How did the Mennonites get to Zaporizhzhia?

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We know Khortytsia as the cradle of the Zaporizhzhia Cossacks, a symbol of freedom and military valor of our ancestors. Also, the famous Taras Bulba and Cossacks with a forelock stand before their eyes. But, much less is known about European civilization, which replaced the Cossack freemen on the banks of the Dnipro.

The Mennonites are a Protestant denomination that was founded in Zurich in 1525 during the Swiss Reformation.

The role of Mennonites for many years has been deleted from the history of our country under the influence of ideology. Apparently, in an empire called the USSR, it was somehow embarrassing to say that the flagship of Ukrainian engineering, the famous ZAZ, was founded by German Abraham Kopp as a factory of agricultural machinery. And our noble Zaporizhzhia is largely indebted to Herman Nibur, a descendant of the Mennonite Protestants who moved to the land of Verhnia Khortytsia from East

Mennonites got their present name on behalf of the Dutch religious leader Menno Simons. Mennonites began to perceive and call Germans apparently because over the years of their life in Prussia, where they had gone from persecution in their homeland, they switched to a Low German dialect close to the Frisian. First of all, it was about the settlement of the southern lands annexed to the empire in 1775, which were called the Wild Field. To attract Europeans to these territories, Prince Potemkin sent Georg von Trapp, who spoke the Mennonite language, to eastern Prussia. The Mennonites were shown the fertile lands of the Kherson region, promised freedom of religion and freedom of military service, which was extremely important for them, according to religious beliefs.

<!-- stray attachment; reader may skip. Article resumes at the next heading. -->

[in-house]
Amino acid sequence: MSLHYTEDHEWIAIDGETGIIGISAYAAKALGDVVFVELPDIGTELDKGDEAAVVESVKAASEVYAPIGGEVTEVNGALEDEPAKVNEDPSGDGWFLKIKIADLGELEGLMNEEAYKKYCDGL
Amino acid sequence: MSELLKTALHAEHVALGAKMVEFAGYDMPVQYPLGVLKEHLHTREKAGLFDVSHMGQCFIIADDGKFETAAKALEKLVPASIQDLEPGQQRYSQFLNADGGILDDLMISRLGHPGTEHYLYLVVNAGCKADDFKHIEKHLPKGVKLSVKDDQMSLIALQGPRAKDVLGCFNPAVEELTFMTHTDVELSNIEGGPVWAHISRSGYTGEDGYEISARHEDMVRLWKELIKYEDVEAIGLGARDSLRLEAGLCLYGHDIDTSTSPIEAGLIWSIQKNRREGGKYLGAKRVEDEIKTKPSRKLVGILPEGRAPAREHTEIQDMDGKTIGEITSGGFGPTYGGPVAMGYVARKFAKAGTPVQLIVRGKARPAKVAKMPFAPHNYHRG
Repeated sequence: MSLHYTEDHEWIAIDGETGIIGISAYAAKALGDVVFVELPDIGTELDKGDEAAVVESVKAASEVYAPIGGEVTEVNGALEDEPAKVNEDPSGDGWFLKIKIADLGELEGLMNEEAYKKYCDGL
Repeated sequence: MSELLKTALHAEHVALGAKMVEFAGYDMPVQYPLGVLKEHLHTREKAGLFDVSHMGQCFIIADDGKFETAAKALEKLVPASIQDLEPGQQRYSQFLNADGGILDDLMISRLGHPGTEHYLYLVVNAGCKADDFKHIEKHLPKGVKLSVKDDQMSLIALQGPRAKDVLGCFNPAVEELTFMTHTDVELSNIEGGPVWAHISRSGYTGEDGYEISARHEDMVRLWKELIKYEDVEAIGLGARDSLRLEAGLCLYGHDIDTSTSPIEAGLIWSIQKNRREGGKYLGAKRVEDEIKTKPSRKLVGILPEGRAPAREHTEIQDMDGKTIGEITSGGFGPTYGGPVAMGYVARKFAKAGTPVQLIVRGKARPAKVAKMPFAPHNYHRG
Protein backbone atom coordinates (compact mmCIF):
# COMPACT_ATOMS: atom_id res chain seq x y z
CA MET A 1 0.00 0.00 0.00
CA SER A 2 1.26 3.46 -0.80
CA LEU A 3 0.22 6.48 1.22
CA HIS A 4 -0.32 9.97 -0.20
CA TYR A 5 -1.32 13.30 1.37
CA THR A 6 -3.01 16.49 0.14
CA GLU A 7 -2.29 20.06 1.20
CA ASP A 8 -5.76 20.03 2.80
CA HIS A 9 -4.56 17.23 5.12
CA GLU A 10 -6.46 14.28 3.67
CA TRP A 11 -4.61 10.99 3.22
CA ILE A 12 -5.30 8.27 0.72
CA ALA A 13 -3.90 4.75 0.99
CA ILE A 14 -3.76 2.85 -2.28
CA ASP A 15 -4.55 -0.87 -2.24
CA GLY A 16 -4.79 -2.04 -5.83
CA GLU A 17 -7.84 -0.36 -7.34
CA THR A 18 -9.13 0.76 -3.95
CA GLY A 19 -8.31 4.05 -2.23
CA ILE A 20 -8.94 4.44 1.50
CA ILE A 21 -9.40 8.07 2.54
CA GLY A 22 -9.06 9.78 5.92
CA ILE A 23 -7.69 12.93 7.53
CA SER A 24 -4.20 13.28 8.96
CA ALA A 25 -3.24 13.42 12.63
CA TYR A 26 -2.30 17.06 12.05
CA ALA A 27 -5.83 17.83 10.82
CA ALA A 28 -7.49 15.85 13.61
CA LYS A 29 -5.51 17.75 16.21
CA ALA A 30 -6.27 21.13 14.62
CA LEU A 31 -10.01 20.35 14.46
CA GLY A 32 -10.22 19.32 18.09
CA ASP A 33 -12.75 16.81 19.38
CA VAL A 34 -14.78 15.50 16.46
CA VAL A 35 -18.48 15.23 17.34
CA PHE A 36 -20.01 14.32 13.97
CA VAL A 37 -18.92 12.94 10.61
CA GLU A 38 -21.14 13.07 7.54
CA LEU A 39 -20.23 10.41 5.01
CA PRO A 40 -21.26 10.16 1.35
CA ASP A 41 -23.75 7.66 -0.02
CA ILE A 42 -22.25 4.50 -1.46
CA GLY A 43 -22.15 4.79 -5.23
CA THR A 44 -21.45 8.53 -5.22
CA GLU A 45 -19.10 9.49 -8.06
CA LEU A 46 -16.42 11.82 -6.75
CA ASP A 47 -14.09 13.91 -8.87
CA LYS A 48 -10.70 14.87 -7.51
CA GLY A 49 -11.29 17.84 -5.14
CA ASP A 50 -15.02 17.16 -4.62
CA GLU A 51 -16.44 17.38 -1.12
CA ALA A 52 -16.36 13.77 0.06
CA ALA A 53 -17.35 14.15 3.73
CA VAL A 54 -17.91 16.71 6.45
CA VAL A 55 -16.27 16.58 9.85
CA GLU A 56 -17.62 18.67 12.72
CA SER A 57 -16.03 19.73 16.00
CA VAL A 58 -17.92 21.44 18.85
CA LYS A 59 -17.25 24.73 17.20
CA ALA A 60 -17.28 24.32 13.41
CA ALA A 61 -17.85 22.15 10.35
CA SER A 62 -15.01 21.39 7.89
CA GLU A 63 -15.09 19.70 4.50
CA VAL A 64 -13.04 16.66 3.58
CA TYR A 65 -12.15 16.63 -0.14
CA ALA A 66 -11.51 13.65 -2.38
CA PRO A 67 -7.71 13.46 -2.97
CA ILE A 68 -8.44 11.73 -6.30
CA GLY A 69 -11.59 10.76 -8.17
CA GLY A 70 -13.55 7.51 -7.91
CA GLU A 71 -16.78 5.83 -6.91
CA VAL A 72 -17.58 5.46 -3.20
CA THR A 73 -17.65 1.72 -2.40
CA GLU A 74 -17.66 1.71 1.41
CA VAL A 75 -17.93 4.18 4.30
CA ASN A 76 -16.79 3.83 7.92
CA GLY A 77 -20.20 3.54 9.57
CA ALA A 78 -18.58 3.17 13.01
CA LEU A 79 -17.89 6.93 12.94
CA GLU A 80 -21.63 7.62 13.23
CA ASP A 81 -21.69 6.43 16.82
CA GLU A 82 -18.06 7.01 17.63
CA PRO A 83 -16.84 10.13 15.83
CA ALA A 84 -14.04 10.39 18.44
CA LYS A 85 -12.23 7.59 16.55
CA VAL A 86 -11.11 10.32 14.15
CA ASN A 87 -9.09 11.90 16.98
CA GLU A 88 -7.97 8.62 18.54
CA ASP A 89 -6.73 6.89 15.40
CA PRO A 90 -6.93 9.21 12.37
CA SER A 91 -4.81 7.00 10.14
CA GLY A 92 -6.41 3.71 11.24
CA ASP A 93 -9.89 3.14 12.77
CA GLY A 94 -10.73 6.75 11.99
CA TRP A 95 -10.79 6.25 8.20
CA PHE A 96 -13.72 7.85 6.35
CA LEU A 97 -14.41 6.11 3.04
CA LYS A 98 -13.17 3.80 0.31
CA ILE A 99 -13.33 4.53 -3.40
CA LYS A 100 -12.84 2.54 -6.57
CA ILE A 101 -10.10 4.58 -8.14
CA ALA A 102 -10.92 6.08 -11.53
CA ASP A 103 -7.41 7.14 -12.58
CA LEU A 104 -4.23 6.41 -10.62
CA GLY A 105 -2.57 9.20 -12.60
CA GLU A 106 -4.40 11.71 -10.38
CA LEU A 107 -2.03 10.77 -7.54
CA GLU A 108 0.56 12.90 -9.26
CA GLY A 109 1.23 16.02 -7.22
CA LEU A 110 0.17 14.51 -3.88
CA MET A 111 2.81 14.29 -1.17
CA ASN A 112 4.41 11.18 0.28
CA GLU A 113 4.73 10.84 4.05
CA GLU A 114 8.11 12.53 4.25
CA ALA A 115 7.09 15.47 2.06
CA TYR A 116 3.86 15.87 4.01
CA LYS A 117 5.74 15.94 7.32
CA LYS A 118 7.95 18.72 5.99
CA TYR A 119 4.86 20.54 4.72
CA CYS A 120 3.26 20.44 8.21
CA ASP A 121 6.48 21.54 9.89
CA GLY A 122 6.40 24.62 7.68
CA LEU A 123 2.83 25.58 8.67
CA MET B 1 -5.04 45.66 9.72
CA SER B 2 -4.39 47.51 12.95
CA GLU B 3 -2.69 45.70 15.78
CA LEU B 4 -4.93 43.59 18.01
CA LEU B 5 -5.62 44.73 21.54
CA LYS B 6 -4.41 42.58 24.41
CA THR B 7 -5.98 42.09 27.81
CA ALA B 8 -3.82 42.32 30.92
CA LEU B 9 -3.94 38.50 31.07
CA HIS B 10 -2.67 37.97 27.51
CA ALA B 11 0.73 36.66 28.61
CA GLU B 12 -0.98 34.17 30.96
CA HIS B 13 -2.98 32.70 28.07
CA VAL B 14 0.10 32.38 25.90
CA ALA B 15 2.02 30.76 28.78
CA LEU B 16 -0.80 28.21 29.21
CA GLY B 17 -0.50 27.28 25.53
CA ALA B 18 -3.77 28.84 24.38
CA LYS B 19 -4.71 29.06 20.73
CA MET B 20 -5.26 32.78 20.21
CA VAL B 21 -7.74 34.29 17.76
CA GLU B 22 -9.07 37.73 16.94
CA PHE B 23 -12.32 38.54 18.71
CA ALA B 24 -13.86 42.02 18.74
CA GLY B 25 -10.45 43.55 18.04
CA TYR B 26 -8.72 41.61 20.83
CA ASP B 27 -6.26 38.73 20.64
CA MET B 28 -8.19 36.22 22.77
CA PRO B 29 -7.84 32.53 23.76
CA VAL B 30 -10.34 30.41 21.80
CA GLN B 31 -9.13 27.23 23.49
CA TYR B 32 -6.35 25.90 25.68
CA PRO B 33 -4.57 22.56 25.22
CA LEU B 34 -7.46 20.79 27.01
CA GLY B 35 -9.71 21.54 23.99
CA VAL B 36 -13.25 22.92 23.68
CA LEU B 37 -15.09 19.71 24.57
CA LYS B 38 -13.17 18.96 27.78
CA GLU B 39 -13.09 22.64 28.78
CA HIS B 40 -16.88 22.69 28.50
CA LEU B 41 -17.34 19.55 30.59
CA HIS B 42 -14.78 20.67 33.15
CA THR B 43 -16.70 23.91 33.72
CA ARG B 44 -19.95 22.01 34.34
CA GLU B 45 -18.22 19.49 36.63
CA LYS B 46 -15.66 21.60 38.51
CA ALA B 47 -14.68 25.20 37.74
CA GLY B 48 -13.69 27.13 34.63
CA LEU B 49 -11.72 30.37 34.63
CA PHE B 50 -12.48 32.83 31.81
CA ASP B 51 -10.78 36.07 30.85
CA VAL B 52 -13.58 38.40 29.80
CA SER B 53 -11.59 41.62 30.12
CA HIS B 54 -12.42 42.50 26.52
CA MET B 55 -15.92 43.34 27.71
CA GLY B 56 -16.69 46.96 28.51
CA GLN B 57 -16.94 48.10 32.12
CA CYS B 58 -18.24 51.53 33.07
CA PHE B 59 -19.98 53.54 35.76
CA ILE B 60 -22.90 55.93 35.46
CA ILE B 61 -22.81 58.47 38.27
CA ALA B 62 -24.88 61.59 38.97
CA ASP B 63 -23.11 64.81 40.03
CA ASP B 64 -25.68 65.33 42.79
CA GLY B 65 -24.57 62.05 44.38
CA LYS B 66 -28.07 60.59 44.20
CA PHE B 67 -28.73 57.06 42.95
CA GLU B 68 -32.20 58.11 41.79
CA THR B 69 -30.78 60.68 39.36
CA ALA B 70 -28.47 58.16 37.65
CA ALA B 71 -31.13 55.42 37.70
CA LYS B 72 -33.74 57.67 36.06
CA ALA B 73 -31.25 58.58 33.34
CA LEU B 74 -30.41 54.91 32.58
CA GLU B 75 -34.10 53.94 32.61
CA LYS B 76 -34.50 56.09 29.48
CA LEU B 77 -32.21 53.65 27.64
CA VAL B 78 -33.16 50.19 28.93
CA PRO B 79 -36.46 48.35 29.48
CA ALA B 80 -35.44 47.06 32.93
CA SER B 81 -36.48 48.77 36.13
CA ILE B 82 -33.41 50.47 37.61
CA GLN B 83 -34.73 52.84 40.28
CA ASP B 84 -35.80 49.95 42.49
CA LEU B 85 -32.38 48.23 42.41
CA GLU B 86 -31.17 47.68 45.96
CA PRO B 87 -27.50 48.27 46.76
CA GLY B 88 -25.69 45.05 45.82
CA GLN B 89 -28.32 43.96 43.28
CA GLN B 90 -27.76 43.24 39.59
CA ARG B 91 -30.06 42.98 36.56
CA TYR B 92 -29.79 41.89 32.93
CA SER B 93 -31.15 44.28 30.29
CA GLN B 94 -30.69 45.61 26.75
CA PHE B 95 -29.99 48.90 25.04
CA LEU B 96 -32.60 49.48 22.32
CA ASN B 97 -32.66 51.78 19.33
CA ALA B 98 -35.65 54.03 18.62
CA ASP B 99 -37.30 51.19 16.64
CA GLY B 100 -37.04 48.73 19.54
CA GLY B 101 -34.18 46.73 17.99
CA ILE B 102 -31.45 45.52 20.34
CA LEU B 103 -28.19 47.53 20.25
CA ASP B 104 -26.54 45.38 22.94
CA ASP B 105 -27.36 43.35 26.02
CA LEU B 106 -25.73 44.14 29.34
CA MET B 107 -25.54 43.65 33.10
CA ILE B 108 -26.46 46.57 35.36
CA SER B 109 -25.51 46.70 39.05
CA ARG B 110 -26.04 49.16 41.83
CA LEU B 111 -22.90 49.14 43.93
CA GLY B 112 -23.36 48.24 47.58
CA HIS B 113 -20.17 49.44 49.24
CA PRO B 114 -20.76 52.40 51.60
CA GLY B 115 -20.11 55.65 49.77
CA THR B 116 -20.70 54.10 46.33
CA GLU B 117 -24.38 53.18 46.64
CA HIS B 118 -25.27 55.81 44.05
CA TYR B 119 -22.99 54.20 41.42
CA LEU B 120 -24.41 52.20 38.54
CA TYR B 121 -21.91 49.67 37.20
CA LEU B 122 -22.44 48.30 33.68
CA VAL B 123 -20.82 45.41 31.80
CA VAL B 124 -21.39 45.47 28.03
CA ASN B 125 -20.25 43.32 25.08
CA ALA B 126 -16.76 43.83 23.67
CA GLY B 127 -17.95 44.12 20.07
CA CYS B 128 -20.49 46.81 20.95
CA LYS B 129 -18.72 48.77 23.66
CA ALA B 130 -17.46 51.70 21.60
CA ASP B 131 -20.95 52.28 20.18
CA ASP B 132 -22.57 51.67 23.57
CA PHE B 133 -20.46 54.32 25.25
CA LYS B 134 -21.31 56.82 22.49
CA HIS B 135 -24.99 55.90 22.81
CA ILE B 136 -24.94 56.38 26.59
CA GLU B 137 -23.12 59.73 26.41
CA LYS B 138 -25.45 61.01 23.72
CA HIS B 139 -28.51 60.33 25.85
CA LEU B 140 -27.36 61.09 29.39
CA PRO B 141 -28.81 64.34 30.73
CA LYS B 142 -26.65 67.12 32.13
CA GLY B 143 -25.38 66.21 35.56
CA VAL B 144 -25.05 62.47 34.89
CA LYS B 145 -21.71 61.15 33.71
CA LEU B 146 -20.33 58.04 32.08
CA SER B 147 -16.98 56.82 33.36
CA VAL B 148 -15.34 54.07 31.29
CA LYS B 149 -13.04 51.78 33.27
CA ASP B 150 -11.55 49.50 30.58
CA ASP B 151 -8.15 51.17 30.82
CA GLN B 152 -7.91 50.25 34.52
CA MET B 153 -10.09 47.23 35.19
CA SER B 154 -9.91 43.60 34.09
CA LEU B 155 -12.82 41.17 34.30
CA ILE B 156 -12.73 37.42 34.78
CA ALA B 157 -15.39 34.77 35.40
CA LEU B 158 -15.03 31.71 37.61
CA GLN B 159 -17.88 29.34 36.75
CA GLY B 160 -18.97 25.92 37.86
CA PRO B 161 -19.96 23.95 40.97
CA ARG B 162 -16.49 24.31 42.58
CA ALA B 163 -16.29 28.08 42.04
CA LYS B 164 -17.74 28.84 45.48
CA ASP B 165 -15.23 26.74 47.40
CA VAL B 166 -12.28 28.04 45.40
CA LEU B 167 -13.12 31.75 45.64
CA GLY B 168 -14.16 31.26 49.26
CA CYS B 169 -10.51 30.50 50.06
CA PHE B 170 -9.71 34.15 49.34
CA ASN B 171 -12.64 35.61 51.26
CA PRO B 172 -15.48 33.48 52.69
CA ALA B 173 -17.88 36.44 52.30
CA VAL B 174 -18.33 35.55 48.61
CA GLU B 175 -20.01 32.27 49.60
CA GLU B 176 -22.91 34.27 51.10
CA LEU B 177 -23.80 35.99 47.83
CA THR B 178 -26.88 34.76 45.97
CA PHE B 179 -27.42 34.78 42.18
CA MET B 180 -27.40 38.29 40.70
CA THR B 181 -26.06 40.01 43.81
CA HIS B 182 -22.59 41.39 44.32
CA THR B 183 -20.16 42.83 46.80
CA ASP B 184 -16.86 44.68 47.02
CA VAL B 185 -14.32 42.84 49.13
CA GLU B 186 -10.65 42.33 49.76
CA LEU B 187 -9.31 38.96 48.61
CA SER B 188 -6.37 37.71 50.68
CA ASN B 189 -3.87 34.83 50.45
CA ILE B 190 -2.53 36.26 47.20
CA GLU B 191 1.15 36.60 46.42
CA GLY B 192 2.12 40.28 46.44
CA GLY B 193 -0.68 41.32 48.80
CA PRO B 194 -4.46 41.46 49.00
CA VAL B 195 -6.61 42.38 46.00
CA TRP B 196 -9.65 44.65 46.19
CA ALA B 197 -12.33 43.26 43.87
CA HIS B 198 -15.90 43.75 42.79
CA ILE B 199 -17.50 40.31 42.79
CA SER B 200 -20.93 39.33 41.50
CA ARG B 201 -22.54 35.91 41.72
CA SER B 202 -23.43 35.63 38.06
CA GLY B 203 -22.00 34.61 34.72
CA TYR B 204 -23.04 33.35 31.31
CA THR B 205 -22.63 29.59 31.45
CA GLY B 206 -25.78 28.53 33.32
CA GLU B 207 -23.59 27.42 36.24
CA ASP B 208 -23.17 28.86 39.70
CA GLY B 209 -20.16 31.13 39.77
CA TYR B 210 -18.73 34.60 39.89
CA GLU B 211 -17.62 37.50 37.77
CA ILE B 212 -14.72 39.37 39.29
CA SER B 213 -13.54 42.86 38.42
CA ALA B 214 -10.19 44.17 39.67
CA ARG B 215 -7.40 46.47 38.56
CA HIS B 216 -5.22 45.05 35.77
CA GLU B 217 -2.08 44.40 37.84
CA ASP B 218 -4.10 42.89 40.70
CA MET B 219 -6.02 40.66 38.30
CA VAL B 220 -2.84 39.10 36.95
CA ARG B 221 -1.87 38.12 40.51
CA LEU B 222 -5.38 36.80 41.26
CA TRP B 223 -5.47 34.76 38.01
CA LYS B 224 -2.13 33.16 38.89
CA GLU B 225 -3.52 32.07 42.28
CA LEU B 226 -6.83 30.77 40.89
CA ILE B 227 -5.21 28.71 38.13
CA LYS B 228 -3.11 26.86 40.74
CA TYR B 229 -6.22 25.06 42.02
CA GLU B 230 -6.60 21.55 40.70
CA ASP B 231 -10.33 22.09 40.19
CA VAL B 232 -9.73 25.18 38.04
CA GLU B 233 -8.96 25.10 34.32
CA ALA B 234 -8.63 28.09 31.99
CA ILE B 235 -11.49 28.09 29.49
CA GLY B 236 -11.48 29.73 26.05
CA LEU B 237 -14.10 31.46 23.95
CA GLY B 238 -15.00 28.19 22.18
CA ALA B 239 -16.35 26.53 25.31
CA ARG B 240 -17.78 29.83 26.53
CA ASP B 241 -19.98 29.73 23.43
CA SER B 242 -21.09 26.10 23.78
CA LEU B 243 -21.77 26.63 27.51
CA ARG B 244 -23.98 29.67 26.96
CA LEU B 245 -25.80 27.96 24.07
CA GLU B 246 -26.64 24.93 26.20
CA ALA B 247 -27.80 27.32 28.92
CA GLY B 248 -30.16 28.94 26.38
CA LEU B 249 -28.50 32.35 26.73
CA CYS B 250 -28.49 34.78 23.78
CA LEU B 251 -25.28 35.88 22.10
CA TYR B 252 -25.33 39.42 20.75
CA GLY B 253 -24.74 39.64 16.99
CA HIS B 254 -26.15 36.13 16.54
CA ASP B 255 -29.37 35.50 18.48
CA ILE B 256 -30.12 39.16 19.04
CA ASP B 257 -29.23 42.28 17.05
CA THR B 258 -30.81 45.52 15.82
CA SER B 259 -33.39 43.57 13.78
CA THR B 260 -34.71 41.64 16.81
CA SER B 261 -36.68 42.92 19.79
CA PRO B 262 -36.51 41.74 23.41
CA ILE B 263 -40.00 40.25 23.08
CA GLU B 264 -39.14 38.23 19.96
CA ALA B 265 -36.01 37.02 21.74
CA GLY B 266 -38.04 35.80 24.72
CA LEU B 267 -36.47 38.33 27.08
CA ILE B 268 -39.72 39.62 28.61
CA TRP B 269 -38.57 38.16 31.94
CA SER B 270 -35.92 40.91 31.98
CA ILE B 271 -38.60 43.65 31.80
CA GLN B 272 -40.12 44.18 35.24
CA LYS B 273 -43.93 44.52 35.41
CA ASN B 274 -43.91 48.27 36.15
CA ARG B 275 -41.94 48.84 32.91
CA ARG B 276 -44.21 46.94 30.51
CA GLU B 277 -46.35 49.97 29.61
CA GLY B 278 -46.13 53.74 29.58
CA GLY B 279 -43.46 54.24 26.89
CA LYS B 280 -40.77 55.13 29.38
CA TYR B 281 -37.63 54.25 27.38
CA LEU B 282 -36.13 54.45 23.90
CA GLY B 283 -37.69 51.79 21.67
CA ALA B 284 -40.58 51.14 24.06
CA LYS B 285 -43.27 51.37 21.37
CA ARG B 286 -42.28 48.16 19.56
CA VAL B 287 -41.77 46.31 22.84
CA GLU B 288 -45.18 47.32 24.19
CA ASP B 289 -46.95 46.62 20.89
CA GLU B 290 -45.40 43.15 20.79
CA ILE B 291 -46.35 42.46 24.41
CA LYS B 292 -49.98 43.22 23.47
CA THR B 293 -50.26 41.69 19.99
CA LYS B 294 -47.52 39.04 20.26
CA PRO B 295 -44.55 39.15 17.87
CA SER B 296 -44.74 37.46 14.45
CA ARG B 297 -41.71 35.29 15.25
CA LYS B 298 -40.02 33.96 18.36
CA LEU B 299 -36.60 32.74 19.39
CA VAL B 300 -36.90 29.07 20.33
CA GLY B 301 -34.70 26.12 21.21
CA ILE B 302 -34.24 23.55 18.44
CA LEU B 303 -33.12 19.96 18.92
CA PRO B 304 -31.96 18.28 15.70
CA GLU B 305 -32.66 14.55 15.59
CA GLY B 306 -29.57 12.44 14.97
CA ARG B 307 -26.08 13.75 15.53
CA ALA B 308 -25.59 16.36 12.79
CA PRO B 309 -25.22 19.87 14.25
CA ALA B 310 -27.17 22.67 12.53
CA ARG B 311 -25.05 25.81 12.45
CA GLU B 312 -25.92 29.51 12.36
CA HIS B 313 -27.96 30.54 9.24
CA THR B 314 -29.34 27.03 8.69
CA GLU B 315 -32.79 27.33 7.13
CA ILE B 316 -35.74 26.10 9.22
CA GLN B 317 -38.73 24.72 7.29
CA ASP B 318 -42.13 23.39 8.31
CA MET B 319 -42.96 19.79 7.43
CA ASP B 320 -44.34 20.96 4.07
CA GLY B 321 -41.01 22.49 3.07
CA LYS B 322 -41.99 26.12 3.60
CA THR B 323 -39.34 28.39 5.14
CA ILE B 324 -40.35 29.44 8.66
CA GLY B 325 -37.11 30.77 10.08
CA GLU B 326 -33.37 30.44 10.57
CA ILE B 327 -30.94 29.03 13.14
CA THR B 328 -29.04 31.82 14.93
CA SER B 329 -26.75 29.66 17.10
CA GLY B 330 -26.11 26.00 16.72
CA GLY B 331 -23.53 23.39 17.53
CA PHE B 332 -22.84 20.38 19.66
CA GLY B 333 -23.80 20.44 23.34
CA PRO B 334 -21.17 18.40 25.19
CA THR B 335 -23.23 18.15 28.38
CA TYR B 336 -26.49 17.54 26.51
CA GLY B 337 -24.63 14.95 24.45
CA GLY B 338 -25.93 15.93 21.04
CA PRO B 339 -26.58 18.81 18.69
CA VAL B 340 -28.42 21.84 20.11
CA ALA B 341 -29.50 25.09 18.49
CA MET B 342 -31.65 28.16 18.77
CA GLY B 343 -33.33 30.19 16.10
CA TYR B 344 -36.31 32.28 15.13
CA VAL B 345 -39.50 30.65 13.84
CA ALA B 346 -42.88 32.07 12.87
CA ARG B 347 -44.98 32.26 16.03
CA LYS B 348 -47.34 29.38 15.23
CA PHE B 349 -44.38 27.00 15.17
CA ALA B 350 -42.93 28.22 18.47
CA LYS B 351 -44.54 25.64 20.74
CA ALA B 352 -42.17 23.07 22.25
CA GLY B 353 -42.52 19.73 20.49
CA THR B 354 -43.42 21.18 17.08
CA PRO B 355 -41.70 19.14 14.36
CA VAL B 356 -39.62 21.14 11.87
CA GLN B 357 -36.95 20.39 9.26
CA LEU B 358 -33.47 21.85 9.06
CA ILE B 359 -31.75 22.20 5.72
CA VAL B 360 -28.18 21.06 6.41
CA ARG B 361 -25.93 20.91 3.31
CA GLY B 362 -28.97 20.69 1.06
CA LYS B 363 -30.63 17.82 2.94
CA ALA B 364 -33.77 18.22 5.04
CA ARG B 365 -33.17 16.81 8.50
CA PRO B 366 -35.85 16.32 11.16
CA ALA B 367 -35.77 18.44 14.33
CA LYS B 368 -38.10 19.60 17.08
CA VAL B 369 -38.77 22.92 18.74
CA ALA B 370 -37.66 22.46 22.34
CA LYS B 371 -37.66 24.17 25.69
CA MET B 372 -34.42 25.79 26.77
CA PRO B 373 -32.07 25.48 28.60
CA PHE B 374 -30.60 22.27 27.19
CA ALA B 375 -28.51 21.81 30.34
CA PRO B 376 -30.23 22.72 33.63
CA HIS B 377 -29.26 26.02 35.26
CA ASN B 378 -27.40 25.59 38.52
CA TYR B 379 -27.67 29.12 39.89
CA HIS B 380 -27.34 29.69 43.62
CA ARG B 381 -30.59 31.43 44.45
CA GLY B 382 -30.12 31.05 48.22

The communities agreed to move. The first group of immigrants - 228 families - embarked on Easter 1788 and ... ended up on Zaporizhzhia land: while the immigrants were on the road, the tsarist government changed its final destination to the valley near the Dnipro, next to the island of Khortytsia

The first public building of the Mennonite colony was the church, which the settlers erected immediately upon arrival on Zaporizhzhia land, and in 1835 they rebuilt it into a two-story clay one. For many years it was the main church of the Mennonites of the Russian Empire. The Soviet government closed it and in 1935 equipped a cinema in the building. During World War II, church services resumed, but then its building was demolished.

During the relocation of each family, 65 acres of land were allotted - this is 20 times the territory that the Zaporizhzhia Sich complex now occupies on the island of Khortytsia. But only the eldest son inherited the allotment in the usually large families of Mennonites. Other children received money and had to arrange their life themselves. Hence the development of entrepreneurship. From the production of bread wine, to the creation of agricultural machinery, which later grew into mechanical engineering, blacksmithing and metallurgy.

Today in Zaporizhzhia about the people who have created European civilization here for more than 150 years, only buildings resemble those that look very different from the surrounding structures.

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